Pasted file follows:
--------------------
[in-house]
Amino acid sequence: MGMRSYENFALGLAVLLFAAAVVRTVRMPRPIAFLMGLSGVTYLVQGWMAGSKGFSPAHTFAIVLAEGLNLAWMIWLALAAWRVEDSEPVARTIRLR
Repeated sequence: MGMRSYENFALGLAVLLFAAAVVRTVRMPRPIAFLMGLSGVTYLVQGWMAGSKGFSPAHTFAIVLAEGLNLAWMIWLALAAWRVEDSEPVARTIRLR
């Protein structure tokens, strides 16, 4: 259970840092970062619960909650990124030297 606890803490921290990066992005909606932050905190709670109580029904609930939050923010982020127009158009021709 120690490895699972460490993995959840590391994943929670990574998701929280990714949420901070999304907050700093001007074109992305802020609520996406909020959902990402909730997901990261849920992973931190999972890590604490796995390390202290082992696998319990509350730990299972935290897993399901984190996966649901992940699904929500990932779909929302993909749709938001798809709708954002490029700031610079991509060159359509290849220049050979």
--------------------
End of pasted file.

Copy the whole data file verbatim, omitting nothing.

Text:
[in-house]
Amino acid sequence: MGMRSYENFALGLAVLLFAAAVVRTVRMPRPIAFLMGLSGVTYLVQGWMAGSKGFSPAHTFAIVLAEGLNLAWMIWLALAAWRVEDSEPVARTIRLR
Repeated sequence: MGMRSYENFALGLAVLLFAAAVVRTVRMPRPIAFLMGLSGVTYLVQGWMAGSKGFSPAHTFAIVLAEGLNLAWMIWLALAAWRVEDSEPVARTIRLR
């Protein structure tokens, strides 16, 4: 259970840092970062619960909650990124030297 606890803490921290990066992005909606932050905190709670109580029904609930939050923010982020127009158009021709 120690490895699972460490993995959840590391994943929670990574998701929280990714949420901070999304907050700093001007074109992305802020609520996406909020959902990402909730997901990261849920992973931190999972890590604490796995390390202290082992696998319990509350730990299972935290897993399901984190996966649901992940699904929500990932779909929302993909749709938001798809709708954002490029700031610079991509060159359509290849220049050979």